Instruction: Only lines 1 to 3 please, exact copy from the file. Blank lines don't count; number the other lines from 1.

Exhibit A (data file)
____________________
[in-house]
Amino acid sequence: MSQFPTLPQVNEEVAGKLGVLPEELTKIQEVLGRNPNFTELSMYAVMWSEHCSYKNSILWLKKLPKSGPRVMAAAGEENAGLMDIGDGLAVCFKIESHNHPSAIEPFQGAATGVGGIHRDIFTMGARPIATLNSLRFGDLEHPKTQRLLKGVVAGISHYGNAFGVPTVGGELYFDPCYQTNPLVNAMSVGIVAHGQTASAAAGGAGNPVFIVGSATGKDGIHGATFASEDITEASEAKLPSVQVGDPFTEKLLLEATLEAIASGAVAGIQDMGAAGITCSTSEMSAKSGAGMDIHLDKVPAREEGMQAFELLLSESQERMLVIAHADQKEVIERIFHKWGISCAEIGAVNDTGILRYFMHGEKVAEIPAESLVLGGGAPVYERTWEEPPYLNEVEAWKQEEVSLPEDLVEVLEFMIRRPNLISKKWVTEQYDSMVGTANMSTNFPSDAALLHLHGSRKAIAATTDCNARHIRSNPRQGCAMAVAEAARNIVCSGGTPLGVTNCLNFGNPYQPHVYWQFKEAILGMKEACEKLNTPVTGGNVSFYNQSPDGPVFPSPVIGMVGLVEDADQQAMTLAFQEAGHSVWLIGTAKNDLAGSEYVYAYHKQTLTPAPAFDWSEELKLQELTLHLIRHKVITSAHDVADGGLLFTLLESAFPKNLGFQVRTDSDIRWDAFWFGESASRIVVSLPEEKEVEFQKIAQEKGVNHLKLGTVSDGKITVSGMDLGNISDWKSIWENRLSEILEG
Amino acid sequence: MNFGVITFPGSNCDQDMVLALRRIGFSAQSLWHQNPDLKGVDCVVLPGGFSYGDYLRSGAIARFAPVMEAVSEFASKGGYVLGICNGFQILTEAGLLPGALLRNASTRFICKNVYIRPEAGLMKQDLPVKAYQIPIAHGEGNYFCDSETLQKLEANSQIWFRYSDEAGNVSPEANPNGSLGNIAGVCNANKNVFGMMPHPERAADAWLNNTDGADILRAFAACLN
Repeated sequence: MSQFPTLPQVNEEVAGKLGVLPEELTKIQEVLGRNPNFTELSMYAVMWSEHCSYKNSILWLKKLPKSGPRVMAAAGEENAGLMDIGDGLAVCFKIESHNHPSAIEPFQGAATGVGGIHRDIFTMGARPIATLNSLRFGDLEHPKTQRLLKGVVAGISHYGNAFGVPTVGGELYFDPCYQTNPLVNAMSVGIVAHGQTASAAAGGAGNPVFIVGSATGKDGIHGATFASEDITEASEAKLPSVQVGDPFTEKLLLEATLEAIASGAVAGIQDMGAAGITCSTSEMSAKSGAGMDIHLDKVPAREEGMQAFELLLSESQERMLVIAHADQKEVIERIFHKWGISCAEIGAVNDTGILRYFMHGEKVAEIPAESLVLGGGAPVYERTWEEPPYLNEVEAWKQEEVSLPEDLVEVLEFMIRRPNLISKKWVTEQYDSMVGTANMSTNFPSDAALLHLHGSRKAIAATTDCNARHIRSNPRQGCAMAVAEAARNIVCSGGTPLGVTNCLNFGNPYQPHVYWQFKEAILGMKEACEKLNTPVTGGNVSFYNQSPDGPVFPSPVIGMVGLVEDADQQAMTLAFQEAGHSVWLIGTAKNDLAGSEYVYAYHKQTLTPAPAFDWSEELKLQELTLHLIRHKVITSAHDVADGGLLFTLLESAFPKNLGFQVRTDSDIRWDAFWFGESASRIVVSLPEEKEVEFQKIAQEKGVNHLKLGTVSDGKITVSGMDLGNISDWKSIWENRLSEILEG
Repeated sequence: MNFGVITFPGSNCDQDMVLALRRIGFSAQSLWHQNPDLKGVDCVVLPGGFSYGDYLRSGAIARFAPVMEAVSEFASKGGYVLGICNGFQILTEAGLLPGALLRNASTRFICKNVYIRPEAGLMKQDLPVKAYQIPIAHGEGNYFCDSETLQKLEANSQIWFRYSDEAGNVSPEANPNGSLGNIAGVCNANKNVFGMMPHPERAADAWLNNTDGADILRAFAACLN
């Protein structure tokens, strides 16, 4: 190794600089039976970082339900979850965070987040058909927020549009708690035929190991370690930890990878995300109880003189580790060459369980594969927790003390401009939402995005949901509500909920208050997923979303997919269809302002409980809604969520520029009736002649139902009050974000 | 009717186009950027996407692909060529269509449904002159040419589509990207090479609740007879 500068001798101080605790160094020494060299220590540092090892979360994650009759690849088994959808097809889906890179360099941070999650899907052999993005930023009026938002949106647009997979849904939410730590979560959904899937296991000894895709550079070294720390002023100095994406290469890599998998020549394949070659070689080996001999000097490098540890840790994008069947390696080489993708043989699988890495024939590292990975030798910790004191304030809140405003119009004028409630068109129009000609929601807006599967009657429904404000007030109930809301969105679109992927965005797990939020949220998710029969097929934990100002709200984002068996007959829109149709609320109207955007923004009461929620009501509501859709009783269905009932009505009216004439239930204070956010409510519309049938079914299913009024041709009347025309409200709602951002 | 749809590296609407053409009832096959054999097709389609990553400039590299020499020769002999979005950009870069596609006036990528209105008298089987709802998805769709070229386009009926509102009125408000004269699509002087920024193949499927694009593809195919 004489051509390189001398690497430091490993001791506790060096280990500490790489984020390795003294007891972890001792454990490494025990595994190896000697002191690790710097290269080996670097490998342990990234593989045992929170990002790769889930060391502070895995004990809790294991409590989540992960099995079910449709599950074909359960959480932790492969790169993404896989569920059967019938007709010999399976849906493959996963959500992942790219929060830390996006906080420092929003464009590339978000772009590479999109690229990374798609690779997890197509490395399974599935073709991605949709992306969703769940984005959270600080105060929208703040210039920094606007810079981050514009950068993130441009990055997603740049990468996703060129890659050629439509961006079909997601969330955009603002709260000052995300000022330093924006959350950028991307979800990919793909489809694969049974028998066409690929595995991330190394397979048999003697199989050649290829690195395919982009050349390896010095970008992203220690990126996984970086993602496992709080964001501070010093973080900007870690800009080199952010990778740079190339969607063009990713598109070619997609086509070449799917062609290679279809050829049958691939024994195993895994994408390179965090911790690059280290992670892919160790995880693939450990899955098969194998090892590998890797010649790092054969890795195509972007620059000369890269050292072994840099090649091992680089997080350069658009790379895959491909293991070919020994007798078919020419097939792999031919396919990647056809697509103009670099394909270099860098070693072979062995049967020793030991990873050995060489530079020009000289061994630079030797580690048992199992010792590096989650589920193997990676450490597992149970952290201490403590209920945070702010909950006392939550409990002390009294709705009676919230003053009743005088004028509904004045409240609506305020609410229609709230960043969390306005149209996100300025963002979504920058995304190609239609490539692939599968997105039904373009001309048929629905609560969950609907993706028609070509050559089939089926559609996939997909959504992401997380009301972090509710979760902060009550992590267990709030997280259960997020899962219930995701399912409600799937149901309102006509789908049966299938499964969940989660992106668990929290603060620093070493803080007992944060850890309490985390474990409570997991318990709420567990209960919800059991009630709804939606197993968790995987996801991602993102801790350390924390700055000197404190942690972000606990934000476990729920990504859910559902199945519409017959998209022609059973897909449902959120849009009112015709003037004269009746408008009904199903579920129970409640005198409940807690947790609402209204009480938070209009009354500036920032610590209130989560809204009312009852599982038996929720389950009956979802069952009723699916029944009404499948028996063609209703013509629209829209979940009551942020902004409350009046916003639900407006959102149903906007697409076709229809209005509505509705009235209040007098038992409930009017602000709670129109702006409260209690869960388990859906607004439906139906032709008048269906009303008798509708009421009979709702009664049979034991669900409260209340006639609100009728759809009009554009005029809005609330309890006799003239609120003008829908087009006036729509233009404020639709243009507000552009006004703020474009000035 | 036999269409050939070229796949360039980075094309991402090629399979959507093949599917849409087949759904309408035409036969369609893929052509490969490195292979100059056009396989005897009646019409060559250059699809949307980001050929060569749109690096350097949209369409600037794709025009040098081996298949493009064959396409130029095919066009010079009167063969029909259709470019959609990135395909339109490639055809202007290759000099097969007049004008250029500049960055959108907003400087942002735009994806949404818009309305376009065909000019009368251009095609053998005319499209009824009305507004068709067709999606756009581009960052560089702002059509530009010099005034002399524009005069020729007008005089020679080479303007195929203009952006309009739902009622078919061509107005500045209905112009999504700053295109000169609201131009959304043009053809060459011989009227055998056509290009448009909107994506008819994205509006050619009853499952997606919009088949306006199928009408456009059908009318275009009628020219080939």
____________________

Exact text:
[in-house]
Amino acid sequence: MSQFPTLPQVNEEVAGKLGVLPEELTKIQEVLGRNPNFTELSMYAVMWSEHCSYKNSILWLKKLPKSGPRVMAAAGEENAGLMDIGDGLAVCFKIESHNHPSAIEPFQGAATGVGGIHRDIFTMGARPIATLNSLRFGDLEHPKTQRLLKGVVAGISHYGNAFGVPTVGGELYFDPCYQTNPLVNAMSVGIVAHGQTASAAAGGAGNPVFIVGSATGKDGIHGATFASEDITEASEAKLPSVQVGDPFTEKLLLEATLEAIASGAVAGIQDMGAAGITCSTSEMSAKSGAGMDIHLDKVPAREEGMQAFELLLSESQERMLVIAHADQKEVIERIFHKWGISCAEIGAVNDTGILRYFMHGEKVAEIPAESLVLGGGAPVYERTWEEPPYLNEVEAWKQEEVSLPEDLVEVLEFMIRRPNLISKKWVTEQYDSMVGTANMSTNFPSDAALLHLHGSRKAIAATTDCNARHIRSNPRQGCAMAVAEAARNIVCSGGTPLGVTNCLNFGNPYQPHVYWQFKEAILGMKEACEKLNTPVTGGNVSFYNQSPDGPVFPSPVIGMVGLVEDADQQAMTLAFQEAGHSVWLIGTAKNDLAGSEYVYAYHKQTLTPAPAFDWSEELKLQELTLHLIRHKVITSAHDVADGGLLFTLLESAFPKNLGFQVRTDSDIRWDAFWFGESASRIVVSLPEEKEVEFQKIAQEKGVNHLKLGTVSDGKITVSGMDLGNISDWKSIWENRLSEILEG
Amino acid sequence: MNFGVITFPGSNCDQDMVLALRRIGFSAQSLWHQNPDLKGVDCVVLPGGFSYGDYLRSGAIARFAPVMEAVSEFASKGGYVLGICNGFQILTEAGLLPGALLRNASTRFICKNVYIRPEAGLMKQDLPVKAYQIPIAHGEGNYFCDSETLQKLEANSQIWFRYSDEAGNVSPEANPNGSLGNIAGVCNANKNVFGMMPHPERAADAWLNNTDGADILRAFAACLN